How does classification work?
Who should carry out classification?
Classification is the responsibility of chemical suppliers – for example manufacturers, importers, downstream users, and distributors. A chemical is either a substance (such as sodium chloride) or a mixture (like paint).
Supplier's conclusions about classification are not approved or vetted by the GB CLP Agency (HSE) or other government authorities – although they might be scrutinised if there should be a problem or if particular concerns are raised.
Supply and placing on the market
Supply means making a substance or mixture available to another person and includes importing a substance or mixture into Great Britain. So, a 'supplier' is any person who does this (for example, a manufacturer, importer, downstream user (such as a formulator) or a distributor (like a retailer)).
You may also see the term 'placing on the market'. This is much the same as supply and means 'supplying or making available, whether in return for payment or free of charge, to a third party'. Import into Great Britain is deemed to be placing on the market. Direct supply from Northern Ireland to Great Britain is deemed supply, not import.
Remember! Classification must be carried out regardless of the tonnage, volume or amount of the chemical being supplied.
The basic classification requirement is for chemical suppliers to determine whether the chemicals they supply are 'hazardous' according to an internationally agreed set of rules (known as classification 'criteria') to identify what harm a chemical might cause.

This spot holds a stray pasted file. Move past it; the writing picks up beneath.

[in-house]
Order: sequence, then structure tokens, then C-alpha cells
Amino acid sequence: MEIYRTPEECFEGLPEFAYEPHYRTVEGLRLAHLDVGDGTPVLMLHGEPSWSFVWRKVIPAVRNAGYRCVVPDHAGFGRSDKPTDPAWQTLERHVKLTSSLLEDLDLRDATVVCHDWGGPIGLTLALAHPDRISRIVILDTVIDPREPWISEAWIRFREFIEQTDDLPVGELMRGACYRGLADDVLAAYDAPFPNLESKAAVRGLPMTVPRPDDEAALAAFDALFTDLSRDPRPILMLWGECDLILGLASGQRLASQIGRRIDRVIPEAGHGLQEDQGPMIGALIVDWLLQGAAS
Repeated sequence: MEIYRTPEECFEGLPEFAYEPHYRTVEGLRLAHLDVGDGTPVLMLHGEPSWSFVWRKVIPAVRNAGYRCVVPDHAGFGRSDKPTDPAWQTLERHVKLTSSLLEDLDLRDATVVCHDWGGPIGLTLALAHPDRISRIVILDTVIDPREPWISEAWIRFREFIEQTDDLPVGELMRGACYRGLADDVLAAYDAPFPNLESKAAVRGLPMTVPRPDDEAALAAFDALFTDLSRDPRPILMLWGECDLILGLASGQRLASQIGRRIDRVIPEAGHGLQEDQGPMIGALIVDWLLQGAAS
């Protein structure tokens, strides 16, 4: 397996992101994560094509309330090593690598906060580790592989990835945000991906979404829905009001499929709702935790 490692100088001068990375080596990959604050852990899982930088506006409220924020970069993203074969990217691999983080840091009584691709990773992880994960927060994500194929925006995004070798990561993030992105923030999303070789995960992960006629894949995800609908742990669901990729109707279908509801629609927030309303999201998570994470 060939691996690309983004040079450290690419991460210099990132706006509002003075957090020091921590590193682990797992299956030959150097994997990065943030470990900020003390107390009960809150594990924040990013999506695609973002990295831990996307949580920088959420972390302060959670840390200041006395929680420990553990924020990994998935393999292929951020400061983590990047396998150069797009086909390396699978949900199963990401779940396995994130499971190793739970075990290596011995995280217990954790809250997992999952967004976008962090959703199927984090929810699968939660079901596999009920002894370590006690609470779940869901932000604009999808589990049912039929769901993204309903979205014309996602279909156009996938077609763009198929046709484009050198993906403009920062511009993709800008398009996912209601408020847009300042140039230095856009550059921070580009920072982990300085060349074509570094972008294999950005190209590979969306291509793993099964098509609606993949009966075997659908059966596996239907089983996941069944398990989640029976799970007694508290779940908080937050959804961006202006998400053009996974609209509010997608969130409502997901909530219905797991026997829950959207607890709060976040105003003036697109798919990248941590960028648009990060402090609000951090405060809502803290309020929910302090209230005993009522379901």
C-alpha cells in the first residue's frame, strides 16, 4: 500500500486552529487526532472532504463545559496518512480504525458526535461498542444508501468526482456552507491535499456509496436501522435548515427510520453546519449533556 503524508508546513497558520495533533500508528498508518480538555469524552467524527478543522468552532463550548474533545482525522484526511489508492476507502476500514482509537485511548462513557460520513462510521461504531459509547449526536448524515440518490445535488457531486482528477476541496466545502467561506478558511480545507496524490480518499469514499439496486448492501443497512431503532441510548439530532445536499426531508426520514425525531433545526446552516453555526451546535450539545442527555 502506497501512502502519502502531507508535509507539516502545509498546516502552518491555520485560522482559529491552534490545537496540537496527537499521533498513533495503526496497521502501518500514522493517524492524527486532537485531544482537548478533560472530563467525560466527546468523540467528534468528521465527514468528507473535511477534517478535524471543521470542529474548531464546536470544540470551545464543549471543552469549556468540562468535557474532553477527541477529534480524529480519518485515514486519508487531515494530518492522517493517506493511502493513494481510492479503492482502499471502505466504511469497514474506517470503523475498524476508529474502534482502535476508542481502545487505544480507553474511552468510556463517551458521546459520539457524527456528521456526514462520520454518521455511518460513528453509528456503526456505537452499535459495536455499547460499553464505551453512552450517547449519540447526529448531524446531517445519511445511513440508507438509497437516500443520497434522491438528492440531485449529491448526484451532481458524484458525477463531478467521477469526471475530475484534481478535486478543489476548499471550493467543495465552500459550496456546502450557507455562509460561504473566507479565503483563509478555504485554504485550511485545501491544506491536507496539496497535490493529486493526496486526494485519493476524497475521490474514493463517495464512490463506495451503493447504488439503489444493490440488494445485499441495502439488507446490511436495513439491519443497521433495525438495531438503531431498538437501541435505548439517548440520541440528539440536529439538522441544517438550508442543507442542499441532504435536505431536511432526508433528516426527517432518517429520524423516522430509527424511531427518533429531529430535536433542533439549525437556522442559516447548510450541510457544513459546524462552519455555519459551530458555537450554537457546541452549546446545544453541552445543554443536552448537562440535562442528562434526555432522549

There are criteria for:
- physical hazards (for example, explosivity, flammability)
- health hazards (for example, potential to cause cancer in humans, to irritate the skin or eyes, etc); and
- environmental hazards (for example, harmful to the aquatic environment, etc).
When classifying a chemical, the supplier must consider:
- what sort of harm a chemical might cause - the hazards
- how certain it is that the chemical could actually have this effect
- how serious the effect might be
- how potent the chemical is
Classification of a mixture is generally based on what is known of the constituent substances or similar products.
Gathering data, testing and scientific studies
Generally, the GB CLP Regulation does NOT require new studies be conducted for the purposes of classification.
Instead, suppliers have to obtain and evaluate all the available and relevant information to classify their substances and mixtures.
In practice this means that many mixtures can be classified on the basis of publicly available data, for example, using the classification of the component substances including those listed in the GB mandatory classification and labelling list.
Nevertheless, some suppliers may choose to generate new information to improve their mixture classifications.
The exception is physical hazards – where no data is available, suppliers are required to generate test data for these hazard classes (such a test must not involve the use of vertebrate animals).
As a general rule if the chemical is not hazardous there may be nothing more you need to do. The exceptions to this include special cases where some mixtures that are not hazardous still need additional warning information, and/or a 'safety data sheet' to be provided to industrial and professional users (and available for consumers on request).
Detailed guidance on how to apply the agreed classification criteria is provided by the European Chemicals Agency (ECHA) and should continue to be used.